Sri Lanka's main opposition on Saturday warned of an uprising, a day after ruling party activists unleashed violent attacks against demonstrators seeking the release of a jailed opposition leader.
The United National Party (UNP) said repeated violence against the opposition, arson attacks on anti-government news organisations and arrests of student leaders could lead to protests similar to those sweeping the Arab world.
"The rulers cannot suppress the people forever," UNP deputy leader Karu Jayasuriya said in a statement. "We urge the government to look at what is happening in the Arab world and learn a lesson."
Violence erupted in the capital on Friday night when ruling party activists attacked a UNP-led march demanding the release of their presidential candidate and former army chief Sarath Fonseka, who is serving a 30-month prison term.
At least four opposition MPs were among a dozen people wounded in the Friday night attack, while cars belonging to opposition lawmakers were smashed by ruling party activists.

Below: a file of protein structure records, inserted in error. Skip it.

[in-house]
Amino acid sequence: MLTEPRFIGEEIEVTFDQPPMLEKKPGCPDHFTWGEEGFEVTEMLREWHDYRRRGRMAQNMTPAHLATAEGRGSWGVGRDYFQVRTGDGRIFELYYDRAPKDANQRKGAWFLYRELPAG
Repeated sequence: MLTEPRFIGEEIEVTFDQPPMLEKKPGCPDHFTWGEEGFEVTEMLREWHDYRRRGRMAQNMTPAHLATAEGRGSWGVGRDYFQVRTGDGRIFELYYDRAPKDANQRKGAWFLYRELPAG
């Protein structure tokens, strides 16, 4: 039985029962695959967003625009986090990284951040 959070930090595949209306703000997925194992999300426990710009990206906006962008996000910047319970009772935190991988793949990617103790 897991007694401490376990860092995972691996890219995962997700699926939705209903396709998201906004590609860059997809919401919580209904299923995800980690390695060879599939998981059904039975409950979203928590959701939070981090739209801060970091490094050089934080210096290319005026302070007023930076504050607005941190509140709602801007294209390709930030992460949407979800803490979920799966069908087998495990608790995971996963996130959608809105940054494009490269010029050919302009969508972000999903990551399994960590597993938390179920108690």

"The two groups fought as the protest march went past a religious ceremony organised by some government lawmakers," police deputy inspector general Anura Senanayake said on Friday night.
There was no immediate comment from the government.
Mass protests gripped Sri Lanka soon after Fonseka's arrest last year, but opposition rallies since then have seen diminished crowds.
Fonseka is widely credited with leading troops to crush Tamil Tiger rebels and ending the island's 37-year separatist war in May 2009. However, he fell out with President Mahinda Rajapakse on sharing the credit.
Fonseka was arrested two weeks after failing to unseat Rajapakse in the January 2010 presidential ballot. A court martial later found him guilty of irregularities when he was army chief.
The opposition has said it will stage a mass rally in Colombo next week to mark the first year since Fonseka's arrest by the military.
Fonseka's imprisonment has meant the loss of the seat he won in parliament last April and the right to stand for public office until 2017.
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